All in all, it is a useful board design for LED action in my final project. Also, I added a FTDI connection to the design.
Mind the datasheet
When designing circuit boards, such as for Charlieplexing, it is useful to read the datasheet(s) of the electronic components, such as LEDs and micro controllers. It is particularly useful for the power requirements (helpful for not damaging the component, calculating which resistors are needed, etc) and the pin outs (useful for rightly connecting and adressing the component).
I found that LEDs of different colour can take different current (e.g. green and red more than blue ones). Furthermore, the ATtiny44 datasheet (as discussed during the Embedded programming week) shows that the operating voltage is 2.7-5.5V, which means that if you connect VCC to more than 5.5V, you burn the ATtiny. Consequently, to generate a fixed output voltage I used a 5V regulator.
Also the limited i/o pinouts on the ATtiny44 are important to consider. Charlieplexing is a useful technique for driving LEDs with relatively few i/o pins (so that you can use limited hardware, and do not always need to use more powerful Arduino/Fabkit kind of microcontrollers with more pins). Furthermore, Arduino defines its own pin numbering for microcontrollers which is different from Atmel's numbering. I found this pin out schematic very useful for understanding and defining the pins, particularly when coding in the Arduino IDE.
For my final project, I wanted to add different sound fragments to specific objects. According to the Dutch saying "Van het kastje naar de muur" (from cabinet to the wall), my idea is that the cabinet (het kastje) says "ga naar de muur" (go to the wall) and the wall (de muur) says "ga naar het kastje" (go to the cabinet). Realizing this gets a bit lost in translation, I also wanted to implement the sound fragment "Please, don't stand so close to me" from The Police's song as I thought it would be nice to combine this with the distance sensor (used in the input devices week). Now for adding such sound, a number of things are needed in terms of electronic board design: recording (via a microphone), storing (on or off the board) and playing sound (through a speaker).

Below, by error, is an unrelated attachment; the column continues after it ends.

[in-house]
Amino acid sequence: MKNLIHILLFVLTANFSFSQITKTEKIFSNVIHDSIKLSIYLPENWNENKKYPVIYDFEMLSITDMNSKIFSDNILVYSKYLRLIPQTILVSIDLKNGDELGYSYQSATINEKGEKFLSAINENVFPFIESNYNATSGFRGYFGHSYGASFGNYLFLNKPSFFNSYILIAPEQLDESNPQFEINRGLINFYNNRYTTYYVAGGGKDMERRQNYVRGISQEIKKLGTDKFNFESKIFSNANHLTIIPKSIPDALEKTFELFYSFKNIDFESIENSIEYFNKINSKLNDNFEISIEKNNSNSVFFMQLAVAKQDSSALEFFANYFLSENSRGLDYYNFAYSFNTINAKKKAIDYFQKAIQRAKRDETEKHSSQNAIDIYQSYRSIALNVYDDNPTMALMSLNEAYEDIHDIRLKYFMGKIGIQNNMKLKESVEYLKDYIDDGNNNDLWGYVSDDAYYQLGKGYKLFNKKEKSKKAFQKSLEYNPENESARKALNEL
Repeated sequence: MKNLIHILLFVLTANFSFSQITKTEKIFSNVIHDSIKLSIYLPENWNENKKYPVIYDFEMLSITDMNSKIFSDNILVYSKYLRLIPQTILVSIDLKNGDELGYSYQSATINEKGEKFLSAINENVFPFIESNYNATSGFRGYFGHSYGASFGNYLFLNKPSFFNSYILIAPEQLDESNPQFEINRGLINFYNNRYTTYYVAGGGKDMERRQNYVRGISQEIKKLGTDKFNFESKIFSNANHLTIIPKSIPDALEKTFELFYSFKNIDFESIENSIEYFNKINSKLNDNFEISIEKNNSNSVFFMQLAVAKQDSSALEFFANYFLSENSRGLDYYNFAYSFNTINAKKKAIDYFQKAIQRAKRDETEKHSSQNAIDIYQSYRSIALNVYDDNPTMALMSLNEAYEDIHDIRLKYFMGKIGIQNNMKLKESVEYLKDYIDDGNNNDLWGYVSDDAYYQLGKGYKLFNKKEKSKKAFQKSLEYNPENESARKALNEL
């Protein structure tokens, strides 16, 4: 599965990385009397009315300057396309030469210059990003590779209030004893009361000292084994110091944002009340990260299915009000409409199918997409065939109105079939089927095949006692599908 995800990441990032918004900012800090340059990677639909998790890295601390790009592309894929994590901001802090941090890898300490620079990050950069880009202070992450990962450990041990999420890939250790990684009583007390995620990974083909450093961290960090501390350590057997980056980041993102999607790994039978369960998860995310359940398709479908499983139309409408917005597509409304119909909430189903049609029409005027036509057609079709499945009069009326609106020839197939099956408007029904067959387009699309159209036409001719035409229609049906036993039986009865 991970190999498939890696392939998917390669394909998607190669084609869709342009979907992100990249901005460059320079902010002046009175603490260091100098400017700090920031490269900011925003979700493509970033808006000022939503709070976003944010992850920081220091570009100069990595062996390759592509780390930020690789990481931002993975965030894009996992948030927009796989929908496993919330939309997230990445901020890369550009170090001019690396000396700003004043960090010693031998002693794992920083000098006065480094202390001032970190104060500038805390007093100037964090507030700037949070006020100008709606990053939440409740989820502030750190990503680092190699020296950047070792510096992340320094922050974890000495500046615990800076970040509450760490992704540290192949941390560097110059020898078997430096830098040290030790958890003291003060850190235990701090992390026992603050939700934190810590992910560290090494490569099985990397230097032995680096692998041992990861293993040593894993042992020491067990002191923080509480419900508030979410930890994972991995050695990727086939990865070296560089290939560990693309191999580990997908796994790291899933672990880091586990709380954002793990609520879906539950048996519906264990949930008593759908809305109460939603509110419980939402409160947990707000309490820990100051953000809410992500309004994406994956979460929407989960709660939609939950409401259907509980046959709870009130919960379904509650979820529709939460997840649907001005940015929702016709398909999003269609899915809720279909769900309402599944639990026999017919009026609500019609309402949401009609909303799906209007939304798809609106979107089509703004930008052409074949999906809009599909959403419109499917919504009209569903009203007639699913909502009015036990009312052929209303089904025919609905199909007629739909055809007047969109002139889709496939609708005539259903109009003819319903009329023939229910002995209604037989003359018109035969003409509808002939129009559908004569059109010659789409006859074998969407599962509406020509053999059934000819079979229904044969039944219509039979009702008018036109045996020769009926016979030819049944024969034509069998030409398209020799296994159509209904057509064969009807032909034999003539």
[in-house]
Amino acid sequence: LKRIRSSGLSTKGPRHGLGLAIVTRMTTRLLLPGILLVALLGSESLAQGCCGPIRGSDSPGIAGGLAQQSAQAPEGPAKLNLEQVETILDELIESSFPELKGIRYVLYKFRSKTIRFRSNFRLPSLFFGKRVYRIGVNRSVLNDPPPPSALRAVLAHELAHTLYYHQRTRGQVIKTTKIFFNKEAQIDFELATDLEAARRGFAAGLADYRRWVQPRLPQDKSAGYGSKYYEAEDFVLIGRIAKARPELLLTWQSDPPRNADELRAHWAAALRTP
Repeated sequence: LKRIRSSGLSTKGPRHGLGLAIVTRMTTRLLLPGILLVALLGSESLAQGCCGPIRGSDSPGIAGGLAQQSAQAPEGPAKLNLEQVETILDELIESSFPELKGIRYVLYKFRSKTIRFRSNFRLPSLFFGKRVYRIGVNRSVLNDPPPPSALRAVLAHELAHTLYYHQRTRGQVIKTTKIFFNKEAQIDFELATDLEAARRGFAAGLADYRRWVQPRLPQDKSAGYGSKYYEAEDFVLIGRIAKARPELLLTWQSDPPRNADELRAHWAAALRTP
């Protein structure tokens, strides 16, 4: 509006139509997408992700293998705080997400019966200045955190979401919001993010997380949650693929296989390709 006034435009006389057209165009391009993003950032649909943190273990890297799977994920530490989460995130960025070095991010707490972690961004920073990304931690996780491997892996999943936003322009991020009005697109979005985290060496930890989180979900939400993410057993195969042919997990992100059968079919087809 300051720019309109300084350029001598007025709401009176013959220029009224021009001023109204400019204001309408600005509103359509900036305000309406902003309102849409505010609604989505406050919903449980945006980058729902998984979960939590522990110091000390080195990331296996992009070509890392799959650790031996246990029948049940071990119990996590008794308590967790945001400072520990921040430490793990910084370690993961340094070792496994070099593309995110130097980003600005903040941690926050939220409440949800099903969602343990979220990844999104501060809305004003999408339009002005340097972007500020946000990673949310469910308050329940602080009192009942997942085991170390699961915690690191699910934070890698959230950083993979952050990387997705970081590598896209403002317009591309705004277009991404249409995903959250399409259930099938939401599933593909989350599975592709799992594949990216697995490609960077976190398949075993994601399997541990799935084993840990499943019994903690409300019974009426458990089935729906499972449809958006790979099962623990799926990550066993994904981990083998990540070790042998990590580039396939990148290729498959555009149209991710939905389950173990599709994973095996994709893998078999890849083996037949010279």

The first thing I came up with was to use stand-alone voice recorder modules which are often used in message greeting cards. I found these to be a cheap (±E4,-) and accessible way to record and add voice output. A nice idea for everyone that wants to hack and add sound to objects. However, the sound quality of the ones I tested was not great; just enough for adding a simple (noisy) voice fragment, but not for MP3 quality song output. For realizing the latter, I configured the Touch Board and used its functionality for capacitive touch and MP3 Player. I got a micro-SD card reader (from the HEMA) to record MP3's from my computer on a micro SD card and then to transmit, store and play it from the board (see also the Bare coductive page). I lost my touch board while travelling to the States (security?), but hopefully it will somehow be returned to me again as I would like to demonstrate it here...
Creating mp3 sound output
For creating the voice mp3's I used Audacity (a simple sound production tool) and its different effects (such as pitch and speed) and media.io, an online audio converter. I re-bought The Police song from iTunes (there are different versions, but I prefer The Police greatest hits version) and used this tool for cutting mp3s. Result: Depending on the touch input (associated with the different sound fragments) it plays the different sound output. Sounds good!
- MP3 Sound fragment Go to the wall (ga naar de muur)
- Mp3 Sound fragment Go to the cabinet (ga naar het kastje)
- Charlieplexing (Eagle files: .brd & .sch | Cut .png file & Traces .png file)